My top reads of 2019

Last year was even slower for me on the book reading front. But I managed 23 (and a ½) books. According to Goodreads – where I track my reading and sigh at the 303 books that are currently on my ‘Want to Read’ list – that amounts to 6,699 pages, so I don’t feel too bad that I didn’t reach my target of 40 books.


Here are my reviews for the best ones (in my humble opinion). Links are given to Amazon UK – other retailers are, of course, available.


FICTION – unsurprisingly, it’s the crime and psychological thrillers that top my list


Blood Orange by Harriet Tyce

A compelling debut novel from Harriet Tyce. I’ll certainly be looking out for more from her.


It’s about betrayal, control, addiction and obsession. And it’s about people who seem to have it all but definitely don’t.


Blood Orange starts slowly but you soon become absorbed in Alison’s complex private life including self-destructive behaviour in the form of alcohol abuse, an affair with someone who also has issues, and her family. Alison has landed her first big case as a criminal defence lawyer – a case in which everything is not as it seems either.


Highly recommended if you like your psychological thrillers to have a juicy twist at the end. It would make a fabulous TV series too.  


Stone Mothers by Erin Kelly (being republished as We Know, You Know)

A fabulous dark and Gothic story from Erin Kelly, one of my favourite authors.


Marianne has a huge secret from her past. Her ex-boyfriend, Jesse, and Helen Greenlaw, now an MP, are the only other people who know about it. When Marianne finds herself back at the place it happened – the old ‘lunatic asylum’ has been converted into luxury flats – all three of them find their lives converging again but they are desperate to keep the past hidden.


The story is very cleverly plotted and told in four parts by three different women. Some of the history of mental health asylums is laid bare and the evidence of misogyny within that is, frankly, heartbreaking.


Stone Mothers are what Victorians used to call mental asylums. I think it’s a shame the publishers have decided to reissue it with a different title, but it’s an excellent story regardless.


Never Be Broken by Sarah Hilary 

Sarah Hilary has done it again with her 6th book in the DI Marnie Rome and DS Noah Jake series, Never Be Broken.

I am a big fan of Sarah’s writing, story-telling and her incredibly insightful commentaries on difficult topics.

In Never Be Broken she dives into the world of drugs, knife and gun crime and the numerous teenage deaths that have resulted, as well as racism and exploitation by dealers. There is also an exploration of how witnessing traumatic events can change a person.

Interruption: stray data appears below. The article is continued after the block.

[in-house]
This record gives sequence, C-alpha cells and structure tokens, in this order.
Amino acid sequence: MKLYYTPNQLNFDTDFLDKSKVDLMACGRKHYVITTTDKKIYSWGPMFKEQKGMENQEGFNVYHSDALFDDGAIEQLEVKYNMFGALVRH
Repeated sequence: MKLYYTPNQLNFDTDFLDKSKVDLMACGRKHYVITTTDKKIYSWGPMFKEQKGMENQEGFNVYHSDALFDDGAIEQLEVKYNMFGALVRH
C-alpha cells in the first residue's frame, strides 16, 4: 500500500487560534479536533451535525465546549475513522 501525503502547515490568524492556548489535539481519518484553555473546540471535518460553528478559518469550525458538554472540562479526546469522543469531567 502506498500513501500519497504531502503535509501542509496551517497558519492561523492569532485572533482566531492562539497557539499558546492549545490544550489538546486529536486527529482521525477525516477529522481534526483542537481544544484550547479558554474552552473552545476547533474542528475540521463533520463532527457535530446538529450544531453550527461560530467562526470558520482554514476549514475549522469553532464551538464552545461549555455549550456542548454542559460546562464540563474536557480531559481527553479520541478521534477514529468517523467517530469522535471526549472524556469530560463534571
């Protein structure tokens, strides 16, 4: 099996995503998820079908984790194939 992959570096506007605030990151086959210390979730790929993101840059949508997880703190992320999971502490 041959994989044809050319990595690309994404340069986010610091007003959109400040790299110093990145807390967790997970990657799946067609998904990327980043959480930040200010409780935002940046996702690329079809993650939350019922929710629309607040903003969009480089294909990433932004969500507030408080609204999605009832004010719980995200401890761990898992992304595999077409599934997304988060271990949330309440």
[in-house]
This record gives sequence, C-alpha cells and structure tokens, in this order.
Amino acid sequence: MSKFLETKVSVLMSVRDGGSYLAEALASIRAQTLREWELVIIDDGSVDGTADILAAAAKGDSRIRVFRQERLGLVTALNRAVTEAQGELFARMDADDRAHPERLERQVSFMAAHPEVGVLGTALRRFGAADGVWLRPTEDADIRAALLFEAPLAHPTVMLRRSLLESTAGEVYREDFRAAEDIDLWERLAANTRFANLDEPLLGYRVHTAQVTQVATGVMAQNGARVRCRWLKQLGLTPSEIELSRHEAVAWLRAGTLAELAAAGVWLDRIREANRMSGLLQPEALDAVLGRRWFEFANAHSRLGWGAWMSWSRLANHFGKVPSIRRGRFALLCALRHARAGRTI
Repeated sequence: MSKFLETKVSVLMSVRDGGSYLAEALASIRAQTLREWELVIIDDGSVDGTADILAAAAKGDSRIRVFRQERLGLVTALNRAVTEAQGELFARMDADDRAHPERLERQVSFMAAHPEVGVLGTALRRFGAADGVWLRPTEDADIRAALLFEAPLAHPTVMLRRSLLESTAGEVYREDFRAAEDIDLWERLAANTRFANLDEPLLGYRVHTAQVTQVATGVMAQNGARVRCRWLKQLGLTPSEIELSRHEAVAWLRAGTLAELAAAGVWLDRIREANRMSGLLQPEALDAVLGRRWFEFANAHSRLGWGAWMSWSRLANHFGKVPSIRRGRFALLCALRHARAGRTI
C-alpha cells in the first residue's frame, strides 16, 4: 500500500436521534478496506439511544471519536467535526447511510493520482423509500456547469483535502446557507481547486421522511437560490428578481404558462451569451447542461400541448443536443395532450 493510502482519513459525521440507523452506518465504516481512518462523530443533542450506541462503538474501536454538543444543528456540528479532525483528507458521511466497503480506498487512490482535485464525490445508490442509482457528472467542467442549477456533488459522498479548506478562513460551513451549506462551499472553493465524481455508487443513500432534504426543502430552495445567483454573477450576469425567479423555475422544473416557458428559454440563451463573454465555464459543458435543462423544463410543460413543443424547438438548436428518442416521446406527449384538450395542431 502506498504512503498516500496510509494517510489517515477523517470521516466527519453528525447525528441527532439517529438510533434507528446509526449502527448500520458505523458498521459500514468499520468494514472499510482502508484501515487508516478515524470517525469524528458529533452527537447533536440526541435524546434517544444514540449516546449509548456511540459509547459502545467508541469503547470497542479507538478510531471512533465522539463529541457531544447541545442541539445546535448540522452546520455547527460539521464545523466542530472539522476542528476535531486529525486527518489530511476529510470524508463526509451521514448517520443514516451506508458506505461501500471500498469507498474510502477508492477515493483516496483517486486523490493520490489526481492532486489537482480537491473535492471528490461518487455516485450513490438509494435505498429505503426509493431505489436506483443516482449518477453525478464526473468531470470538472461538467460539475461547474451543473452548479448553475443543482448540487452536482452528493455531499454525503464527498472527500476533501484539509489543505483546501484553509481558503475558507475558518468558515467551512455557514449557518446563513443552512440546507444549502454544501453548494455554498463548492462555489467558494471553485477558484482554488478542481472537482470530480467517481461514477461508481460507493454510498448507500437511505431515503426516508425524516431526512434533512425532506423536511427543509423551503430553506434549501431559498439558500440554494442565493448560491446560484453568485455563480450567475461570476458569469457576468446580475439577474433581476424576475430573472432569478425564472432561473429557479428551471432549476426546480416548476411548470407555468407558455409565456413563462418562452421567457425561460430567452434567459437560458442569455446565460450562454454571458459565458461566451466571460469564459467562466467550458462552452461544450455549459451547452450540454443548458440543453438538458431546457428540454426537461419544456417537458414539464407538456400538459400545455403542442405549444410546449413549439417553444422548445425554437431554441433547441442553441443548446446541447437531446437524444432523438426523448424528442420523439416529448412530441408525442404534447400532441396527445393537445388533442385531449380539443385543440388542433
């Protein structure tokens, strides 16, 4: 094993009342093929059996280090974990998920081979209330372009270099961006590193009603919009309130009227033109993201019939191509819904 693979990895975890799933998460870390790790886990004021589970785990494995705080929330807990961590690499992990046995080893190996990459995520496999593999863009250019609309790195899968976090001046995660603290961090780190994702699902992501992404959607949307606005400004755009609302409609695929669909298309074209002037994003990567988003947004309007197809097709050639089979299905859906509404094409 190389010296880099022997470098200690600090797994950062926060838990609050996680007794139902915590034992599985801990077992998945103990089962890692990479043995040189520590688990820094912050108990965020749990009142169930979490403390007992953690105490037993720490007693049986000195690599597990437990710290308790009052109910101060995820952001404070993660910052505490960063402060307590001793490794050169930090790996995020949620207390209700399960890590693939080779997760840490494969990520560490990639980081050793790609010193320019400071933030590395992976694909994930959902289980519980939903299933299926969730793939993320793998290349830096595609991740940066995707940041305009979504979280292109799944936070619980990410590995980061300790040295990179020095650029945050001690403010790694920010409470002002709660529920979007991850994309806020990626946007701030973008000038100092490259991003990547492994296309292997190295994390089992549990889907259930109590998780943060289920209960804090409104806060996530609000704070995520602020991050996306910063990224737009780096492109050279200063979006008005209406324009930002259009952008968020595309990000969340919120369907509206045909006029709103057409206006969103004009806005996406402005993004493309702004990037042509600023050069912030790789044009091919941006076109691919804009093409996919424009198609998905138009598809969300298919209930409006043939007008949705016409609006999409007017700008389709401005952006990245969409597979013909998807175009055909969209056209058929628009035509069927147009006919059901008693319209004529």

As ever, the story is about the why more than what happened.

Poor DS Noah Jake. He has really been put through the mill physically and psychologically.

DI Marnie Rome’s back story is no less harrowing, but at least there is some closure for her at the end of this book.

If you enjoy reading gritty crime fiction, you will enjoy Sarah Hilary’s books too. They stand alone but I recommend reading them in order for the back stories of Marnie and Noah, starting with Someone Else’s Skin


The Women by S.E. Lynes

There are psychological thrillers and then there are psychological thrillers …

I could not put this book down. If you enjoy reading psychological thrillers, you will love Susie’s books. Mother featured in my top ten of 2017, and The Pact was in my top ten of 2018. And somehow they still get better and better.

They’re brilliant, page turning, gripping reads while remaining sensitive to the underlying issues – predatory older men and psychological abuse in The Women. This is a story of lies, manipulation and control as Peter, a cultured, sophisticated and charming university professor, pulls Samantha, one of his students, into his web of rules for when and how things are done.


Ultimately, however, it’s about the strength of women and female survival. It’s a very thought-provoking read.



Live It, Love It, Sell It by Jules White

I had already bought this book but not read it when I met the publisher in a serendipitous piece of networking. It was read as the book for May in The Small Business Owner Book Club (FB group). Safe to say it was universally liked and enjoyed, and we had a marvellous online discussion with Jules herself.


We still haven’t met in person but I’ve had a couple of chats with Jules since then on Zoom, including being a guest on her podcast. The Human Conversation is available on iTunes, Spotify and Soundcloud. (

My copy of the book has several flags in it marking up the golden nuggets that Jules offers. 


There are plenty of practical exercises to help with your sales mindset and plenty of proof that ‘sales’ don’t need to be icky or scary or pushy. “Life skills are sales skills” has stuck with me since reading this book. It’s all about making those human connections with people.


Simply brilliant.


Quiet: The Power of Introverts in a World that Can’t Stop Talking by Susan Cain 

If you identify with being at the introvert end of the introvert-extrovert spectrum, I cannot recommend this book highly enough.


And actually, extroverts would get a lot out of it too.


There were several instances of thinking, ‘Oh! That’s just like me,’ in the examples and situations described. It’s very reassuring that there are reasons for needing down time after being with people, for not particularly enjoying parties or large gatherings of people and that there is huge value in being someone who listens and considers and takes time to formulate their point of view.


It’s not a light read, with references to scientific and psychological studies, but it’s very insightful and probably a book that all managers, teachers and parents would do well to read. 

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© Catherine Williams, Chapter One Book Production